Although I use technical analysis from time to time, it isn't my mainstay. I prefer to take a proper look under the bonnet and understand what I'm investing in. That is, I like to look at the fundamentals.

But nonetheless this basic charting technique is very useful. For starters, it can help find the best in-point (in this case, around the £3.10 mark) and, technically speaking, an established support should make us a little less nervous of the downside risk.

I'm not saying that I'd 100% trust this support level a stock can always fall below these technical levels. All I'm saying is that in this case, the £3.10 mark is likely to attract other buyers... and that may help the stock from diving below its support.

So I'm looking to go long at around the £3.10 level. But before I do, I want to know more about the fundamentals that underpin this stock.

What to look out for

I like to take what's known as a top-down' view on investment. That is, I'll follow certain sectors that I like and then find the best stocks within each sector.

Supermarkets aren't a bad sector of the economy. Although retail is pretty weak, the supers aren't looking too bad. Inhabiting as they do both online and off-line spaces they've got a natural firewall against the internet threat. And retailing food is pretty defensive I mean people always need to eat.

TSCO also has a very attractive emerging markets side to its business. In fact, the international side is still growing at a healthy lick.

So, I'm happy with how the business sits in the grand scheme of the economy. Now it comes to the really important stuff. The figures...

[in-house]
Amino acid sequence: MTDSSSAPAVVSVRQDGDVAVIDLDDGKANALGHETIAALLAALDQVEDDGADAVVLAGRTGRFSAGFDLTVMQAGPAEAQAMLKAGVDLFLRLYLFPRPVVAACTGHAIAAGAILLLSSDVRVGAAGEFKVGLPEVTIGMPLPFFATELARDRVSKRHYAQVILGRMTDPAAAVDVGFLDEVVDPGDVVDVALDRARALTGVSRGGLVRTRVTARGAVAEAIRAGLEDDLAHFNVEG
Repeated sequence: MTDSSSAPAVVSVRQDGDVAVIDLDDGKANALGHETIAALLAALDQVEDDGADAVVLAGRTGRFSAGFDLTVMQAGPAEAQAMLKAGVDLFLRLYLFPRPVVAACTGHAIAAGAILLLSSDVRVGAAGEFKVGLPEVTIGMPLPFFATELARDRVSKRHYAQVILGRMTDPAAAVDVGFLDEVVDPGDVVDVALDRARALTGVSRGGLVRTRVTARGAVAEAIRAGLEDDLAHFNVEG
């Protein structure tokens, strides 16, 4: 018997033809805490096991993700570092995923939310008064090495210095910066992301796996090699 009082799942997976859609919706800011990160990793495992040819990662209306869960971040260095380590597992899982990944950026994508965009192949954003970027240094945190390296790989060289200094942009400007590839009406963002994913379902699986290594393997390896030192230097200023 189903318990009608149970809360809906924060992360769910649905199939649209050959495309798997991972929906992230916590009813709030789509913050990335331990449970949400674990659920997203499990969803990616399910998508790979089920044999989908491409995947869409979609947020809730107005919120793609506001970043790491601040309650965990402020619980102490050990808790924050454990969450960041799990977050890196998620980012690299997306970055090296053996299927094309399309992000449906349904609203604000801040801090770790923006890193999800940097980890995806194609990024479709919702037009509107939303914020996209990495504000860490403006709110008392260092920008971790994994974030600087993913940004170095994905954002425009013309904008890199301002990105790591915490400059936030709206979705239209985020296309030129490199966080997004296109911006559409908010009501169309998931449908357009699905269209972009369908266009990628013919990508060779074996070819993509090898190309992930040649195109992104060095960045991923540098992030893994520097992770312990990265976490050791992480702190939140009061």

TSCO has just released its preliminary results. We won't have the full set of accounts to work with until next month. But what it's released so far gives us enough information to start us off. And as I said, I'd like to spend a couple of sessions going over the main points to look out for in the profit and loss (P&L) account and balance sheet.

For the moment, let me leave you with the key figures and ratios that are bound to interest you:

Year ending 25 February 2012

Earnings per share: 37.52p (up from 36.45p)

At today's price of £3.17, the shares trade at 9.1 times earnings

The dividend is 14.76p and forecast to go to 15.43p next year

Yield: 4.6%, rising to 4.8% next year (based on forecasts)

These figures look interesting. I'm keen to do a bit more digging. A near-on 5% yield, that's more than twice covered (ie TSCO earns twice as much as it pays out in dividends), has its attractions.

And I understand that our friend Warren Buffett has stuck his hand in his pocket and bought more stock following Tesco's demotion. He's got a pretty good record, as you may have heard.

Stay with me. In coming issues of The Right Side I'll show you some useful stuff about understanding a company report and accounts. And along the way, we'll see whether following that 20% share price fall Tesco is now in bargain territory and whether my friend Mark is right to be holding.

And I've got other ideas to tell you about, too. Stay tuned

This article is taken from the free investment email The Right side. Sign up to The Right Side here.

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Bengt graduated from Reading University in 1994 and followed up with a master's degree in business economics.


He started stock market investing at the age of 13, and this eventually led to a job in the City of London in 1995. He started on a bond desk at Cantor Fitzgerald and ended up running a desk at stockbroker's Cazenove.


Bengt left the City in 2000 to start up his own import and beauty products business which he still runs today.


Bengt also writes our free email, The Right Side, an aid for free-thinkers on how to make money across financial markets.